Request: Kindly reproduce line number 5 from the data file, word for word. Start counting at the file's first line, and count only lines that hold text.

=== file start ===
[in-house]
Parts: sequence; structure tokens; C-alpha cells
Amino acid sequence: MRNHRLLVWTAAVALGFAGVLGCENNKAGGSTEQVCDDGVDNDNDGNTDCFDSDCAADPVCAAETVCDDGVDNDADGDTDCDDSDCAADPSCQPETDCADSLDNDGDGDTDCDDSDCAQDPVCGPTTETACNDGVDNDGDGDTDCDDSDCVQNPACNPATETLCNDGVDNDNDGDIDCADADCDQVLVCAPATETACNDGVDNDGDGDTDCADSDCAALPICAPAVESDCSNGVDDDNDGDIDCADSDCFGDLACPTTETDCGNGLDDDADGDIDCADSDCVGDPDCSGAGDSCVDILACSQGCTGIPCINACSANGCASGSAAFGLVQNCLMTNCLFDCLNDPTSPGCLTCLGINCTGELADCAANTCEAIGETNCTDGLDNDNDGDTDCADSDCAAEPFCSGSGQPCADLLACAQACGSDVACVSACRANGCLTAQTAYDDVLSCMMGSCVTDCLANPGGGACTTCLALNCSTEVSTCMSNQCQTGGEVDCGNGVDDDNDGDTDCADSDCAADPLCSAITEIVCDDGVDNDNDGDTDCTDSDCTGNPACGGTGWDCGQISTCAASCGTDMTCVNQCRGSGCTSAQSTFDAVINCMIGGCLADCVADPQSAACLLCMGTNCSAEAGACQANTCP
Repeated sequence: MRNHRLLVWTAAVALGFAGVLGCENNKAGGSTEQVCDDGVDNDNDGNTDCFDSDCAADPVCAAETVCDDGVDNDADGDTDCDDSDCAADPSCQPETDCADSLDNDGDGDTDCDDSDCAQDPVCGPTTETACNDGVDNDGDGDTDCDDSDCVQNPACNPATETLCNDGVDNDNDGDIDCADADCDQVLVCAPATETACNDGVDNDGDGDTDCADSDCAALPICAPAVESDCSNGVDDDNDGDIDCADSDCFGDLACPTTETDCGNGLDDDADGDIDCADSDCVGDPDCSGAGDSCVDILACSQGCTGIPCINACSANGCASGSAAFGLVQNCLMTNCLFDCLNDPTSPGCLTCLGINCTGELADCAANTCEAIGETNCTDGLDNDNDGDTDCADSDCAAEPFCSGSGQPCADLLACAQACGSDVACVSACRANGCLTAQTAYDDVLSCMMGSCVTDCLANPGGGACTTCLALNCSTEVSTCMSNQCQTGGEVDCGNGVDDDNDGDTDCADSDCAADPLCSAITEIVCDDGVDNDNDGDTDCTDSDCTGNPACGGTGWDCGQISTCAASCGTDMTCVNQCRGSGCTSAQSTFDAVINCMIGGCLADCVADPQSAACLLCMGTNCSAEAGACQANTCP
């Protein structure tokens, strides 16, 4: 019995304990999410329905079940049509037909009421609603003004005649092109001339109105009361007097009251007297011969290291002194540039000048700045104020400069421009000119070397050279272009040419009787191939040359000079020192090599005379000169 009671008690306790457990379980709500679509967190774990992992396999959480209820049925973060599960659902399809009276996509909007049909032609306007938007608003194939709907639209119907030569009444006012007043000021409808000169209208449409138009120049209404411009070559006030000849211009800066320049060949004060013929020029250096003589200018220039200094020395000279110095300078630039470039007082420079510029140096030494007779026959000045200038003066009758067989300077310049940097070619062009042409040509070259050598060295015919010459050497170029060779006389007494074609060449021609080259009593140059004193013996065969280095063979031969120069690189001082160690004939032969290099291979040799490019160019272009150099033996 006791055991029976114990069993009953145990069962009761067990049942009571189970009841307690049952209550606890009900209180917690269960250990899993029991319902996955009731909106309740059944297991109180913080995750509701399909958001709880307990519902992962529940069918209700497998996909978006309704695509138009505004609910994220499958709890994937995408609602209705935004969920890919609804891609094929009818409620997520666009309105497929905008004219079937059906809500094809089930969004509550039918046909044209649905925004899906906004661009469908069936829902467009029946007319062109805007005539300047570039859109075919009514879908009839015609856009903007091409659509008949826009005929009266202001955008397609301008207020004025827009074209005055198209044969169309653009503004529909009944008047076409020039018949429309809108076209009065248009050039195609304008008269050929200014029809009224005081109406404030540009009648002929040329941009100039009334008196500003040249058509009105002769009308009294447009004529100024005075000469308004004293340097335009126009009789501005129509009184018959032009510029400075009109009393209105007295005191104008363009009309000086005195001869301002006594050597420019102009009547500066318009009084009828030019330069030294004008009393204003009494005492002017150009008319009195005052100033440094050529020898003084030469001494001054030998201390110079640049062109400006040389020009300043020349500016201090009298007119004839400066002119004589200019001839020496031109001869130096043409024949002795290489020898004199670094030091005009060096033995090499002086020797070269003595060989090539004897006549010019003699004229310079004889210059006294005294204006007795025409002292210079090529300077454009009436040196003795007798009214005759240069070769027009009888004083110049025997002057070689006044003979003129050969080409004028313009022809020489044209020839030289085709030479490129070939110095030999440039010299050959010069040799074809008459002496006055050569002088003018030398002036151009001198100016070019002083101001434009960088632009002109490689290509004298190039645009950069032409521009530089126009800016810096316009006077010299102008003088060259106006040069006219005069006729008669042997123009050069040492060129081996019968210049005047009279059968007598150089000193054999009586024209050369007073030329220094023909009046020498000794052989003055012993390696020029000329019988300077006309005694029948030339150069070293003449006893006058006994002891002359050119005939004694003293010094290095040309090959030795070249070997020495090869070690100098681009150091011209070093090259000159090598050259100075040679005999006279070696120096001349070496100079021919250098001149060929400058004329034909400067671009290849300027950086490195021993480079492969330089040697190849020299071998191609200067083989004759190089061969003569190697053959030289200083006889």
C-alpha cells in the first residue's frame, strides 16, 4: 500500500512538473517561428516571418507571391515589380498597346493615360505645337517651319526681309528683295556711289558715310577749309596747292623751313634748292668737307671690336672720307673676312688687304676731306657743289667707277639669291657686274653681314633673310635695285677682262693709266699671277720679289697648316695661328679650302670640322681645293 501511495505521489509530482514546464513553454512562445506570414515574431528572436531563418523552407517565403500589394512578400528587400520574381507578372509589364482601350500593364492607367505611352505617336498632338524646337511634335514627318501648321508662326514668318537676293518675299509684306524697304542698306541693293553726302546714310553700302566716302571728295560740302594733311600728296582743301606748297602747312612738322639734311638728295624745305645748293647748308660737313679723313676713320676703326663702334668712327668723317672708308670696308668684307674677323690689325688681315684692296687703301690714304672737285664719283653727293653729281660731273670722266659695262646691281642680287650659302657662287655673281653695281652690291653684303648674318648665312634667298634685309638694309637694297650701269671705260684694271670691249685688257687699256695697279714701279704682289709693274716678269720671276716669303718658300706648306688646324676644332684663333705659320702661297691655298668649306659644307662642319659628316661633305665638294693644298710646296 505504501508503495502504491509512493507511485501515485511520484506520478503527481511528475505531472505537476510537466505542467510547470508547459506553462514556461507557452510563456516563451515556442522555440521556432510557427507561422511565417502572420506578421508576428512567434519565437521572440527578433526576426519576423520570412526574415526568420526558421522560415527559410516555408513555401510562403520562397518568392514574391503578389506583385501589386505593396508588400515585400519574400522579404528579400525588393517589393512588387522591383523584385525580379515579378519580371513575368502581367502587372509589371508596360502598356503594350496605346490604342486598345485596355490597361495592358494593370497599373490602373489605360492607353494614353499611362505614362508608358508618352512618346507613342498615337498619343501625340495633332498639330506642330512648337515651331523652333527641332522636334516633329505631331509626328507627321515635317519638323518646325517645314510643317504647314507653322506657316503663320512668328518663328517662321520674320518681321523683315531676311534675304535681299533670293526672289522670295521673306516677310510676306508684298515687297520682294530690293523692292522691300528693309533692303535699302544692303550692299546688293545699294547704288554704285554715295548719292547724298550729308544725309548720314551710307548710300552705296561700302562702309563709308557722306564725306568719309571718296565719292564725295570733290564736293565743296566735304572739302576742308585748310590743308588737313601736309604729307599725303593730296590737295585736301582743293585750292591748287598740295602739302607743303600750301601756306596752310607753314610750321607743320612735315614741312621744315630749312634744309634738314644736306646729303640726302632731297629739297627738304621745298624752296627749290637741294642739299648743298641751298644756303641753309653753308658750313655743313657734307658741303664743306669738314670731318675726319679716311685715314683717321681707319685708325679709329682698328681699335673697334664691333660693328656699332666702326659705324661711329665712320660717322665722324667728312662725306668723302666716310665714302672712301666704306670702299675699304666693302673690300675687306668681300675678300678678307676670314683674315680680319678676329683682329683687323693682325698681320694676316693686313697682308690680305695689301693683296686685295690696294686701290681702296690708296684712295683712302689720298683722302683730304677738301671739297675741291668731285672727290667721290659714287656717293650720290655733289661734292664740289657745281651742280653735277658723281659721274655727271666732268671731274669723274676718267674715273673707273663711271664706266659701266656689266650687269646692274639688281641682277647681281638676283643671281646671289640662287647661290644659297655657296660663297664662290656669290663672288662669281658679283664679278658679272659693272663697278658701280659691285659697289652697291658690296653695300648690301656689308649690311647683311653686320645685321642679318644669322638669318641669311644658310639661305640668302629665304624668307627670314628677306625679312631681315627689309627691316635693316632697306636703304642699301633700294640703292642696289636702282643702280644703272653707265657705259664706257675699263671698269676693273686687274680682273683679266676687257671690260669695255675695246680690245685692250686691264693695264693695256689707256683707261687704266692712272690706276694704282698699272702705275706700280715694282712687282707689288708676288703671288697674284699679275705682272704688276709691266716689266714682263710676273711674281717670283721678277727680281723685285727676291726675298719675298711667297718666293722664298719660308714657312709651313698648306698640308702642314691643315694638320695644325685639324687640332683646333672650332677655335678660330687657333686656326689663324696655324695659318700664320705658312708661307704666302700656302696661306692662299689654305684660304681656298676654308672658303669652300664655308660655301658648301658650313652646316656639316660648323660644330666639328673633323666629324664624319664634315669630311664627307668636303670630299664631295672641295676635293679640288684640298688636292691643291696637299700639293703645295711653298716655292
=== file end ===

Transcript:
């Protein structure tokens, strides 16, 4: 019995304990999410329905079940049509037909009421609603003004005649092109001339109105009361007097009251007297011969290291002194540039000048700045104020400069421009000119070397050279272009040419009787191939040359000079020192090599005379000169 009671008690306790457990379980709500679509967190774990992992396999959480209820049925973060599960659902399809009276996509909007049909032609306007938007608003194939709907639209119907030569009444006012007043000021409808000169209208449409138009120049209404411009070559006030000849211009800066320049060949004060013929020029250096003589200018220039200094020395000279110095300078630039470039007082420079510029140096030494007779026959000045200038003066009758067989300077310049940097070619062009042409040509070259050598060295015919010459050497170029060779006389007494074609060449021609080259009593140059004193013996065969280095063979031969120069690189001082160690004939032969290099291979040799490019160019272009150099033996 006791055991029976114990069993009953145990069962009761067990049942009571189970009841307690049952209550606890009900209180917690269960250990899993029991319902996955009731909106309740059944297991109180913080995750509701399909958001709880307990519902992962529940069918209700497998996909978006309704695509138009505004609910994220499958709890994937995408609602209705935004969920890919609804891609094929009818409620997520666009309105497929905008004219079937059906809500094809089930969004509550039918046909044209649905925004899906906004661009469908069936829902467009029946007319062109805007005539300047570039859109075919009514879908009839015609856009903007091409659509008949826009005929009266202001955008397609301008207020004025827009074209005055198209044969169309653009503004529909009944008047076409020039018949429309809108076209009065248009050039195609304008008269050929200014029809009224005081109406404030540009009648002929040329941009100039009334008196500003040249058509009105002769009308009294447009004529100024005075000469308004004293340097335009126009009789501005129509009184018959032009510029400075009109009393209105007295005191104008363009009309000086005195001869301002006594050597420019102009009547500066318009009084009828030019330069030294004008009393204003009494005492002017150009008319009195005052100033440094050529020898003084030469001494001054030998201390110079640049062109400006040389020009300043020349500016201090009298007119004839400066002119004589200019001839020496031109001869130096043409024949002795290489020898004199670094030091005009060096033995090499002086020797070269003595060989090539004897006549010019003699004229310079004889210059006294005294204006007795025409002292210079090529300077454009009436040196003795007798009214005759240069070769027009009888004083110049025997002057070689006044003979003129050969080409004028313009022809020489044209020839030289085709030479490129070939110095030999440039010299050959010069040799074809008459002496006055050569002088003018030398002036151009001198100016070019002083101001434009960088632009002109490689290509004298190039645009950069032409521009530089126009800016810096316009006077010299102008003088060259106006040069006219005069006729008669042997123009050069040492060129081996019968210049005047009279059968007598150089000193054999009586024209050369007073030329220094023909009046020498000794052989003055012993390696020029000329019988300077006309005694029948030339150069070293003449006893006058006994002891002359050119005939004694003293010094290095040309090959030795070249070997020495090869070690100098681009150091011209070093090259000159090598050259100075040679005999006279070696120096001349070496100079021919250098001149060929400058004329034909400067671009290849300027950086490195021993480079492969330089040697190849020299071998191609200067083989004759190089061969003569190697053959030289200083006889």